There’s no denying that the film has its heart in the right place. This portrait of the artist as a young fireman comes in a dystopian colour palette with enough futuristic thingamabobs – not to mention unnerving scenes of physical books being reduced to ash – to make it glossy and watchable. Ironically, it’s the non-stop striving for contemporaneity that makes it conventional.

Support our journalism by subscribing to Scroll+ here. We welcome your comments at
Sponsored Content BY 

Do you really need to use that plastic straw?

The hazards of single-use plastic items, and what to use instead.

In June 2018, a distressed whale in Thailand made headlines around the world. After an autopsy it’s cause of death was determined to be more than 80 plastic bags it had ingested. The pictures caused great concern and brought into focus the urgency of the fight against single-use plastic. This term refers to use-and-throw plastic products that are designed for one-time use, such as takeaway spoons and forks, polythene bags styrofoam cups etc. In its report on single-use plastics, the United Nations Environment Programme (UNEP) has described how single-use plastics have a far-reaching impact in the environment.

Dense quantity of plastic litter means sights such as the distressed whale in Thailand aren’t uncommon. Plastic products have been found in the airways and stomachs of hundreds of marine and land species. Plastic bags, especially, confuse turtles who mistake them for jellyfish - their food. They can even exacerbate health crises, such as a malarial outbreak, by clogging sewers and creating ideal conditions for vector-borne diseases to thrive. In 1988, poor drainage made worse by plastic clogging contributed to the devastating Bangladesh floods in which two-thirds of the country was submerged.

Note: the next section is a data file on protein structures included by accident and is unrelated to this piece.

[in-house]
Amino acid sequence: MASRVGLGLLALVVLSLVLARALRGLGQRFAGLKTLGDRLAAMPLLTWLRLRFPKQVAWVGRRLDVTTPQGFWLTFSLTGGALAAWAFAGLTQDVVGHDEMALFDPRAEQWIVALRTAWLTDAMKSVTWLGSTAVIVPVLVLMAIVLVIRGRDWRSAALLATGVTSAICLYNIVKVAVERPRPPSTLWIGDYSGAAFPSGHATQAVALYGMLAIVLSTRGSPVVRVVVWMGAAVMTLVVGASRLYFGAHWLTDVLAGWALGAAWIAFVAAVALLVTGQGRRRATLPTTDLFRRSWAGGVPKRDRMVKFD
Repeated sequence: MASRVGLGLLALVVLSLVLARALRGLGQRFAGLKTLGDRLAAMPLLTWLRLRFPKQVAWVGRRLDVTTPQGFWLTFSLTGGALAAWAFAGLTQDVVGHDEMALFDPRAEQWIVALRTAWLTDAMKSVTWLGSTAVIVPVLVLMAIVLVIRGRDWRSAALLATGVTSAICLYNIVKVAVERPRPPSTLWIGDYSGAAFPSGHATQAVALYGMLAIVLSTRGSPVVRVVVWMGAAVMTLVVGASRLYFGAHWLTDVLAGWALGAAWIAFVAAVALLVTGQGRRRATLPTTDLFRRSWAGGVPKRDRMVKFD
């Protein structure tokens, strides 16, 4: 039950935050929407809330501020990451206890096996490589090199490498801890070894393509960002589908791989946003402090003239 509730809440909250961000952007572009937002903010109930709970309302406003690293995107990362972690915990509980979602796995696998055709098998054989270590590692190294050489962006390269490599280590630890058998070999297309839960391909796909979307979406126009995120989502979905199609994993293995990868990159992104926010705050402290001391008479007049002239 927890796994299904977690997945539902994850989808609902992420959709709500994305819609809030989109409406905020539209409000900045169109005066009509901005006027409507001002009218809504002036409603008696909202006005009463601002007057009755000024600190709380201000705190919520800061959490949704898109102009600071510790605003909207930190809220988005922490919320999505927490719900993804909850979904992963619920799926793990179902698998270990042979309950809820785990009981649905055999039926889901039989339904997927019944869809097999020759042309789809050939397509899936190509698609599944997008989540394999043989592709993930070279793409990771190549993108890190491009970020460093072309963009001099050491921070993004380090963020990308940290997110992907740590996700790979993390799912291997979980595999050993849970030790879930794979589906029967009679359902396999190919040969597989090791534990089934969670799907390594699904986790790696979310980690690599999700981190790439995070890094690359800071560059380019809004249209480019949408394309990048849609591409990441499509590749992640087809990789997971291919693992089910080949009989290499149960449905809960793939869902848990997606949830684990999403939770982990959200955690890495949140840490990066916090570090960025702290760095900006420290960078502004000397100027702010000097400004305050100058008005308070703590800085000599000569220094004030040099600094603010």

Plastic litter can, moreover, cause physiological harm. Burning plastic waste for cooking fuel and in open air pits releases harmful gases in the air, contributing to poor air quality especially in poorer countries where these practices are common. But plastic needn’t even be burned to cause physiological harm. The toxic chemical additives in the manufacturing process of plastics remain in animal tissue, which is then consumed by humans. These highly toxic and carcinogenic substances (benzene, styrene etc.) can cause damage to nervous systems, lungs and reproductive organs.

The European Commission recently released a list of top 10 single-use plastic items that it plans to ban in the near future. These items are ubiquitous as trash across the world’s beaches, even the pristine, seemingly untouched ones. Some of them, such as styrofoam cups, take up to a 1,000 years to photodegrade (the breakdown of substances by exposure to UV and infrared rays from sunlight), disintegrating into microplastics, another health hazard.

More than 60 countries have introduced levies and bans to discourage the use of single-use plastics. Morocco and Rwanda have emerged as inspiring success stories of such policies. Rwanda, in fact, is now among the cleanest countries on Earth. In India, Maharashtra became the 18th state to effect a ban on disposable plastic items in March 2018. Now India plans to replicate the decision on a national level, aiming to eliminate single-use plastics entirely by 2022. While government efforts are important to encourage industries to redesign their production methods, individuals too can take steps to minimise their consumption, and littering, of single-use plastics. Most of these actions are low on effort, but can cause a significant reduction in plastic waste in the environment, if the return of Olive Ridley turtles to a Mumbai beach are anything to go by.

To know more about the single-use plastics problem, visit Planet or Plastic portal, National Geographic’s multi-year effort to raise awareness about the global plastic trash crisis. From microplastics in cosmetics to haunting art on plastic pollution, Planet or Plastic is a comprehensive resource on the problem. You can take the pledge to reduce your use of single-use plastics, here.

This article was produced by the Scroll marketing team on behalf of National Geographic, and not by the Scroll editorial team.